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Destiny make hurt Activision's bottom line

by cheapLEY @, Wednesday, January 24, 2018, 10:27 (686 days ago) @ Coaxkez

I'm not a fan of microtransactions, but when they're purely cosmetic, are they really that bad?

I would argue that yes, they are. Even if it’s not really that different in practice, it still makes me feel like I’m not getting the full experience without paying even more money.

Destiny strikes a decent balance with earning Bright Engrams, but it still feels worse than having all those items spread throughout the game. I try to play the game and see Bright Engrams as neat bonus things I get occasionally, but when so many of the truly cool and unique cosmetic items are locked in the ecosystem, it does become a little difficult.

Fortunately that seems to be one of the things Bungie is looking at changing with ships and ghosts and such being put into regular loot tables. I’m optimistic.

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"Destiny is Not in a good place."

by Korny @, Dalton, Ga. US. Earth, Sol System, Wednesday, January 24, 2018, 11:26 (686 days ago) @ Schedonnardus

"We do think Bungie still has some opportunity to fix the game's problems over the next year and recapture engagement, but we're not sure they have the ability to pull it off at this point," analyst Doug Creutz wrote. "We also note that Destiny currently has more serious competition in its genre from a refurbished Division (Ubisoft) and the indie title Warframe than it did three years ago, when D1 had its own share of player dissatisfaction."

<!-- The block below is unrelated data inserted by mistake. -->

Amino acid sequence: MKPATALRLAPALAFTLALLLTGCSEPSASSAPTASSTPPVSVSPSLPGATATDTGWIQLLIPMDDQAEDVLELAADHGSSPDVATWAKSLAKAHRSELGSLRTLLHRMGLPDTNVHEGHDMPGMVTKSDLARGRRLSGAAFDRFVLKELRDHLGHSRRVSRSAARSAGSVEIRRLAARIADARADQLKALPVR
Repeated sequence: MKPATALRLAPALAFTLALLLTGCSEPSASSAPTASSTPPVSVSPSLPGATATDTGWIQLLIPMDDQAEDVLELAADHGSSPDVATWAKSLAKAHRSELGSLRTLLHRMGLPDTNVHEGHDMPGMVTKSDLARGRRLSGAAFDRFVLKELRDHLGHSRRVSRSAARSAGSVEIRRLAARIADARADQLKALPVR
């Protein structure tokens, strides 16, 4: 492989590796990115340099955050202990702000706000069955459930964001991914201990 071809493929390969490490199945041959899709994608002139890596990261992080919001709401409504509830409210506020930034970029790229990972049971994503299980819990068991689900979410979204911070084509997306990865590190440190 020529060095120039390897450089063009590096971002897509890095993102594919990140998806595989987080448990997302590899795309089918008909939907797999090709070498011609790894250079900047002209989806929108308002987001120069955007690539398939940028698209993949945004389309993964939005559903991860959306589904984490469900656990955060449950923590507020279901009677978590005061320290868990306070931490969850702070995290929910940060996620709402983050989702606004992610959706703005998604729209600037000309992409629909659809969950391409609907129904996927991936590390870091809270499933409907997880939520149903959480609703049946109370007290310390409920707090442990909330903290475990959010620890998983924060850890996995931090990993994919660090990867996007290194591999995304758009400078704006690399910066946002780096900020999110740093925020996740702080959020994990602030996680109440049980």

Now there's an analyst who does the research... Some folks these days are content with blaming PUBG.

He said several key "Destiny" video streamers have announced they will reduce content for the game in the future. He noted Twitch viewership for the game is at "franchise-low" levels averaging 4,000 to 7,000 viewers on Friday afternoons versus 14,000 to 17,000 for "Destiny 1" one year ago.

Since they received statements from him, Destiny has dropped under 1000 viewers on Twitch. Sure, it's not a Friday, but it's a continuing sign of decline. Personally, I think this is a good thing, and I've gotten a bit of schadenfreude from the Streamers who have less stuff to exploit, and have to resort to finding new ways to make their viewers find them interesting, but that's a silver lining for another thread.

Creutz also shared four key reasons why he believes the game is faltering:

  • 1. "Design decisions were made that have made D2 a less engaging, and less distinctive, game than D1. In particular, key aspects of the D2 end game feel neutered compared to D1."

  • 2. "Microtransaction implementation, while not nearly as problematic as in Star Wars Battlefront 2, has still been a source of player unhappiness."